Download the MP3 file

The CTC has a useful overview page that summarizes the issues and questions that remain about the 290 project. It also includes the CTC presentation (large PDF) that I heard Holzer give. If you want to get up to speed on all this, check it out.

The 290 FEIS

The prep work for the expansion/overhaul of US290 is entering its final stages.

The Final Environmental Impact Statement (FEIS) for the proposed transportation improvements on the US 290/Hempstead Corridor is now available for review. The proposed US 290 Program Corridor begins at the IH 610/US 290/IH 10 Interchange in Houston, TX and extends northwestward to Farm-to-Market (FM) 2920 near Waller, TX for a distance of approximately 38 miles. The proposed enhancements include roadway improvements along a portion of US 290, construction of the new Hempstead Tollway and associated connections to IH 610 and IH 10 in Harris County.

All relevant documents are at that link. One reason why these things are made publicly available is so that all stakeholders can review them and offer feedback. The CTC has given the environmental impact statement a thorough going-over, and you can read their feedback here (large PDF). They pointed out a number of issues, not the least of which has to do with the proposed Hempstead Managed Lanes.

At face value, this project includes both expansion of the US-290 main lanes and also construction of new managed lanes along Hempstead Highway. Any reader of this FEIS is likely to assume that both 290 and Hempstead project elements will move forward in a coordinated fashion. In fact, TxDOT has repeatedly told the public that the Hempstead Managed Lanes will be constructed before US-290 construction begins, to give people travel options and minimize disruption during construction.

However, TxDOT only controls the US-290 portion of the project. In 2007, the Texas Legislature passed SB 792, which specifically grants development rights for the Hempstead Managed Lanes to the Harris County Toll Road Authority (HCTRA). TxDOT has neither the authority nor the funding to develop this project.

This FEIS does not adequately reflect the separation of these two projects, nor does it address what happens if the County elects not to construct the Hempstead Managed Lanes. We urge FHWA to require TxDOT to prepare a supplemental FEIS which fully considers these impacts.

That’s quite a large assumption for this $4.6 billion project that involves taking a lot of property that hasn’t been addressed. One wonders where all those self-appointed Metro watchdogs are and why they’re not raising more of a fuss about that. Anyway, see what the CTC has to say, and we’ll see what if any response there is from the FHWA, which as we know is a lot easier to get money out of than the FTA.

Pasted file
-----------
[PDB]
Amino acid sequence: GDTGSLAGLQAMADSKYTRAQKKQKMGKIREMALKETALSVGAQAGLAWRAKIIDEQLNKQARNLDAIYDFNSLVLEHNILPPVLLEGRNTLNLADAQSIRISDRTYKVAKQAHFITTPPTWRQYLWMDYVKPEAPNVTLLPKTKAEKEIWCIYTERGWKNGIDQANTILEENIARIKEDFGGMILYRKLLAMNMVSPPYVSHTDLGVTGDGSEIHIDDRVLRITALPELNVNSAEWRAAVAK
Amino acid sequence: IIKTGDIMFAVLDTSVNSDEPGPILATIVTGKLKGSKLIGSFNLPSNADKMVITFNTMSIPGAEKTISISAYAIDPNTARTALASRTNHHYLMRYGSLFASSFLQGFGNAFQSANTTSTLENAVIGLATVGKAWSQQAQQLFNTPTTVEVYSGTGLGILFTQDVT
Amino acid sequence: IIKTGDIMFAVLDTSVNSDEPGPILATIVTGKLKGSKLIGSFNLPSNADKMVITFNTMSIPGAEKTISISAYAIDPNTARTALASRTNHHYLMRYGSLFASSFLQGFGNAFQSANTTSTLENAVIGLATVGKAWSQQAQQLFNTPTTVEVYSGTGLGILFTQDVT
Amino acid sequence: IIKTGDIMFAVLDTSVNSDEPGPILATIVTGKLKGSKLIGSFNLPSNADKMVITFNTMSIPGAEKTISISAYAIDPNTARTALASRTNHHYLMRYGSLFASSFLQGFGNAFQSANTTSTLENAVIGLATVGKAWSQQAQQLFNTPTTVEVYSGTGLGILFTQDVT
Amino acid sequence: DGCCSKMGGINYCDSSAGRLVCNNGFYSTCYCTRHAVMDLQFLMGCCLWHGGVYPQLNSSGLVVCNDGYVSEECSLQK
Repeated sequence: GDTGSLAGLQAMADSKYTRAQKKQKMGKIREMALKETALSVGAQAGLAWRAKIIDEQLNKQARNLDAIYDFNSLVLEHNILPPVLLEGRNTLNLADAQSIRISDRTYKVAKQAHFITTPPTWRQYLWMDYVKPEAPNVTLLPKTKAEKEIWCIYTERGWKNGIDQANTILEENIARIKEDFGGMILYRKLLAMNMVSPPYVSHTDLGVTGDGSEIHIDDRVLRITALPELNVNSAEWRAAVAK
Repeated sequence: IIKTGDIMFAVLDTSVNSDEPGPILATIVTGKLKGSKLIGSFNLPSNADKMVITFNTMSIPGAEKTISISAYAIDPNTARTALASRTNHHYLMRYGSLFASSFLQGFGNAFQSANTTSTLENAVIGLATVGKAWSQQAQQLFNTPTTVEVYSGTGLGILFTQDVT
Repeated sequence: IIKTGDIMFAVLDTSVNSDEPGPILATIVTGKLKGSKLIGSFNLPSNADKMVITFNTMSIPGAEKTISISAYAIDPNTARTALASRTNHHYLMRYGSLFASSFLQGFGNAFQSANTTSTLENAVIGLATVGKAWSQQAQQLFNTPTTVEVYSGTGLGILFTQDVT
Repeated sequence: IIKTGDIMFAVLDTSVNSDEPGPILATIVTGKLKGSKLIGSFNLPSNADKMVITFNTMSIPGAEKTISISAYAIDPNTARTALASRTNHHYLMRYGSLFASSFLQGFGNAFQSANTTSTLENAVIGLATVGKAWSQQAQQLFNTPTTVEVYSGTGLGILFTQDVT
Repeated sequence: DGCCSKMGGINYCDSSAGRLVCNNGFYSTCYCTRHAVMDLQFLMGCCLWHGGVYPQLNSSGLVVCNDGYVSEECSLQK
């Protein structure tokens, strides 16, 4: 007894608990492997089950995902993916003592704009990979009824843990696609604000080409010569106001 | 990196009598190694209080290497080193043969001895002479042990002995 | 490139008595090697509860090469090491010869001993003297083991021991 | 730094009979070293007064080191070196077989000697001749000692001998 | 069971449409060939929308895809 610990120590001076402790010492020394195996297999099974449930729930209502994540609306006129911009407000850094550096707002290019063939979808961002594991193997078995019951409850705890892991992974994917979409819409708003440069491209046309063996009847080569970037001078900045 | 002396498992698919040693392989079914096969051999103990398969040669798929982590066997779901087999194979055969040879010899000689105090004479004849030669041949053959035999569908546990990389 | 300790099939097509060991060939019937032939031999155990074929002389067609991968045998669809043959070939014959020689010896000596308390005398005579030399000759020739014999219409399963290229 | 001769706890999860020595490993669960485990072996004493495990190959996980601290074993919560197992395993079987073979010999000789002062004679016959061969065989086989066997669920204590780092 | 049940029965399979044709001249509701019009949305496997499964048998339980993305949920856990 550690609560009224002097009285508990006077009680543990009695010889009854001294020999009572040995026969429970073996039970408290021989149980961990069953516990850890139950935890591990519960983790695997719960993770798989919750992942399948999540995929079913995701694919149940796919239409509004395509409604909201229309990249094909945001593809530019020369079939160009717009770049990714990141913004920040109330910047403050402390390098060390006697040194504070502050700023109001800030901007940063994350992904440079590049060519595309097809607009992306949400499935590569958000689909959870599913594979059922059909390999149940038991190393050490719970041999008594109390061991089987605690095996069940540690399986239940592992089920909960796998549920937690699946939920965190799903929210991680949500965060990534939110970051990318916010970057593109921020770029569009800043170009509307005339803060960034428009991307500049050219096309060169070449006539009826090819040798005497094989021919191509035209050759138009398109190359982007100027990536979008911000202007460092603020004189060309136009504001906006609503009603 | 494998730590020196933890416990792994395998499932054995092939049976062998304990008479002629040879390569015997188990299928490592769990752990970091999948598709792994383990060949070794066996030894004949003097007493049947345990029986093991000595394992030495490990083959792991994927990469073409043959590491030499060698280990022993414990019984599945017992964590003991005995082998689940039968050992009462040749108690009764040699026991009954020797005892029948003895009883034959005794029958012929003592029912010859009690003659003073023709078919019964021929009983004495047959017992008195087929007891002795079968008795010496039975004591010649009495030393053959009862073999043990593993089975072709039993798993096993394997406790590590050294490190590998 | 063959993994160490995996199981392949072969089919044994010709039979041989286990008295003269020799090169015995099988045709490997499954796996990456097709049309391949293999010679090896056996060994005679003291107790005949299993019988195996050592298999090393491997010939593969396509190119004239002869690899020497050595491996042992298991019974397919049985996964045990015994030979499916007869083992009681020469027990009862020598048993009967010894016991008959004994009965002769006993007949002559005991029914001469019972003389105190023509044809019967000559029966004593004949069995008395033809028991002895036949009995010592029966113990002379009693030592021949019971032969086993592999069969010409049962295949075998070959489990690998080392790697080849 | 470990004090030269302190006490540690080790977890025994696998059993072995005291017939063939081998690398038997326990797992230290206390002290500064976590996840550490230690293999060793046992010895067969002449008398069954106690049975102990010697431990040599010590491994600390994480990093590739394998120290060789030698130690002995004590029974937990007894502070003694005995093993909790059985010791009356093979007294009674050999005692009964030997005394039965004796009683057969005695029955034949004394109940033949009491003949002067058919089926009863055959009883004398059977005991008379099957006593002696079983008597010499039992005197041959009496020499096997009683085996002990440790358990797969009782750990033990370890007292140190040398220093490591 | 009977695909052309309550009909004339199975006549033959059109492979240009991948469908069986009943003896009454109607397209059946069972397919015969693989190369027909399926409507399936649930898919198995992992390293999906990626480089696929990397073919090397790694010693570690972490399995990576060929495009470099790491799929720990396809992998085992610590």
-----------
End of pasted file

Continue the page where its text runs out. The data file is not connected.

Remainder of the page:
The Hempstead line

Here’s another story about progress on a proposed commuter rail line, this one out US 290. A study to determine ridership on the line, which would go as far west as Hempstead, will be done.

The Houston-based engineering firm Klotz Associates will do the $715,000 study. The Gulf Coast Rail District got the money from federal stimulus funds.

The line as presently envisioned would start somewhere near the junction of U.S. 290 and Loop 610 and head north along an existing freight rail line.

In other words, the eastern end of this line would be proximate to the northern end of the Uptown line. Hold that thought for a minute.

The launch of the study is a milestone, said Harris County Judge Ed Emmett, who is not a formal participant in the planning but has promoted it the commuter line as vital to the region.

“It’s a real step as opposed to people just talking about it, and real money is being spent to get this process moving,” Emmett said.

Part of the Klotz work is to determine whether what is known as the Eureka corridor line is a viable option. [Gulf Coast Rail District Board Chair Mark] Ellis believes it will be.

[…]

The Gulf Coast Rail District would also need to strike a deal with the Metropolitan Transit Authority because the commuter rail line alone will not complete most commutes.

Passengers delivered to the Northwest Transit Center near U.S. 290 and Loop 610 will need quick passage to downtown and other employment hubs.